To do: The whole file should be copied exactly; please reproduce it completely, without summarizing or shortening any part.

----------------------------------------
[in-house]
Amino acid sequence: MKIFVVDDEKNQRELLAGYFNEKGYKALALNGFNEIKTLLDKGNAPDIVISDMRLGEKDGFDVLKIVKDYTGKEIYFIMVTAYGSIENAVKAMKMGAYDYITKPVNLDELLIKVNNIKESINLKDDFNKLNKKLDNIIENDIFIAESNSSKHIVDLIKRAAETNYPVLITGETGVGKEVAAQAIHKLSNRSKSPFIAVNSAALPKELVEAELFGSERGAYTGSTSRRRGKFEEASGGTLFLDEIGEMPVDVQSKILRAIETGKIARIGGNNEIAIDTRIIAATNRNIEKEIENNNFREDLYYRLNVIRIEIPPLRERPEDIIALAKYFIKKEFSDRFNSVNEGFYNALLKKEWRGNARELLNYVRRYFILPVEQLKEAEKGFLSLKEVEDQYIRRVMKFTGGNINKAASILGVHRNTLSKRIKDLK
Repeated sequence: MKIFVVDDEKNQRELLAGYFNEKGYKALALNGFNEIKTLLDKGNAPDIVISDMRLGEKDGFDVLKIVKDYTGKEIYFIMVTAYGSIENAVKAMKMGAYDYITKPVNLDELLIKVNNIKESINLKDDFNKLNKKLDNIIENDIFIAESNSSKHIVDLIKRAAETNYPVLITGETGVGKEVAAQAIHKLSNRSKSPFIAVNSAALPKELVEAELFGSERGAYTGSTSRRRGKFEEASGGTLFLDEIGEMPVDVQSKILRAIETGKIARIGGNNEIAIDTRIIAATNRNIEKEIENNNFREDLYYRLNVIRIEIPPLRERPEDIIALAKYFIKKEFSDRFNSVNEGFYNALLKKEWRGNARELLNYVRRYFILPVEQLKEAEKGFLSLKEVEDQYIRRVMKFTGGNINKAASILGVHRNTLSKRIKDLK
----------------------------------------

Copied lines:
[in-house]
Amino acid sequence: MKIFVVDDEKNQRELLAGYFNEKGYKALALNGFNEIKTLLDKGNAPDIVISDMRLGEKDGFDVLKIVKDYTGKEIYFIMVTAYGSIENAVKAMKMGAYDYITKPVNLDELLIKVNNIKESINLKDDFNKLNKKLDNIIENDIFIAESNSSKHIVDLIKRAAETNYPVLITGETGVGKEVAAQAIHKLSNRSKSPFIAVNSAALPKELVEAELFGSERGAYTGSTSRRRGKFEEASGGTLFLDEIGEMPVDVQSKILRAIETGKIARIGGNNEIAIDTRIIAATNRNIEKEIENNNFREDLYYRLNVIRIEIPPLRERPEDIIALAKYFIKKEFSDRFNSVNEGFYNALLKKEWRGNARELLNYVRRYFILPVEQLKEAEKGFLSLKEVEDQYIRRVMKFTGGNINKAASILGVHRNTLSKRIKDLK
Repeated sequence: MKIFVVDDEKNQRELLAGYFNEKGYKALALNGFNEIKTLLDKGNAPDIVISDMRLGEKDGFDVLKIVKDYTGKEIYFIMVTAYGSIENAVKAMKMGAYDYITKPVNLDELLIKVNNIKESINLKDDFNKLNKKLDNIIENDIFIAESNSSKHIVDLIKRAAETNYPVLITGETGVGKEVAAQAIHKLSNRSKSPFIAVNSAALPKELVEAELFGSERGAYTGSTSRRRGKFEEASGGTLFLDEIGEMPVDVQSKILRAIETGKIARIGGNNEIAIDTRIIAATNRNIEKEIENNNFREDLYYRLNVIRIEIPPLRERPEDIIALAKYFIKKEFSDRFNSVNEGFYNALLKKEWRGNARELLNYVRRYFILPVEQLKEAEKGFLSLKEVEDQYIRRVMKFTGGNINKAASILGVHRNTLSKRIKDLK